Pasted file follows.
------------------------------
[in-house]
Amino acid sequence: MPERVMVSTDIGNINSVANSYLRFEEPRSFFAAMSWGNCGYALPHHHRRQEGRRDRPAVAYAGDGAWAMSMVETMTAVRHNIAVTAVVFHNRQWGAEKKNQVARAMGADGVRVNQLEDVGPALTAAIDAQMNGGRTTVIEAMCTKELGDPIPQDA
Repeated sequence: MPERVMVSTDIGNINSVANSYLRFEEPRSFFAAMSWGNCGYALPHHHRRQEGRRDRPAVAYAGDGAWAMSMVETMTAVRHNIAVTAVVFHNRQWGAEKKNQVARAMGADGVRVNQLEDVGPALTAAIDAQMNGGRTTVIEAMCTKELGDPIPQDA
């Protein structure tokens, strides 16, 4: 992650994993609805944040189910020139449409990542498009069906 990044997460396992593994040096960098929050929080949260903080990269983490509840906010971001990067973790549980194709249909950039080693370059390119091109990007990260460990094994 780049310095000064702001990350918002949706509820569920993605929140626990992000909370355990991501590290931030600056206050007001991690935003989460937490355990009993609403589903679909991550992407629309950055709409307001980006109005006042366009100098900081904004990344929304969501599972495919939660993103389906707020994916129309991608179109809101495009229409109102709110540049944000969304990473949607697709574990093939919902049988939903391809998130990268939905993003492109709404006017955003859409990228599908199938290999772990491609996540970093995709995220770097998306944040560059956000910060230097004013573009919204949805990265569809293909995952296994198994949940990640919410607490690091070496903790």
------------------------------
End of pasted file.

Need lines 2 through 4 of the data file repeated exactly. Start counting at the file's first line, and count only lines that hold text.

Amino acid sequence: MPERVMVSTDIGNINSVANSYLRFEEPRSFFAAMSWGNCGYALPHHHRRQEGRRDRPAVAYAGDGAWAMSMVETMTAVRHNIAVTAVVFHNRQWGAEKKNQVARAMGADGVRVNQLEDVGPALTAAIDAQMNGGRTTVIEAMCTKELGDPIPQDA
Repeated sequence: MPERVMVSTDIGNINSVANSYLRFEEPRSFFAAMSWGNCGYALPHHHRRQEGRRDRPAVAYAGDGAWAMSMVETMTAVRHNIAVTAVVFHNRQWGAEKKNQVARAMGADGVRVNQLEDVGPALTAAIDAQMNGGRTTVIEAMCTKELGDPIPQDA
């Protein structure tokens, strides 16, 4: 992650994993609805944040189910020139449409990542498009069906 990044997460396992593994040096960098929050929080949260903080990269983490509840906010971001990067973790549980194709249909950039080693370059390119091109990007990260460990094994 780049310095000064702001990350918002949706509820569920993605929140626990992000909370355990991501590290931030600056206050007001991690935003989460937490355990009993609403589903679909991550992407629309950055709409307001980006109005006042366009100098900081904004990344929304969501599972495919939660993103389906707020994916129309991608179109809101495009229409109102709110540049944000969304990473949607697709574990093939919902049988939903391809998130990268939905993003492109709404006017955003859409990228599908199938290999772990491609996540970093995709995220770097998306944040560059956000910060230097004013573009919204949805990265569809293909995952296994198994949940990640919410607490690091070496903790």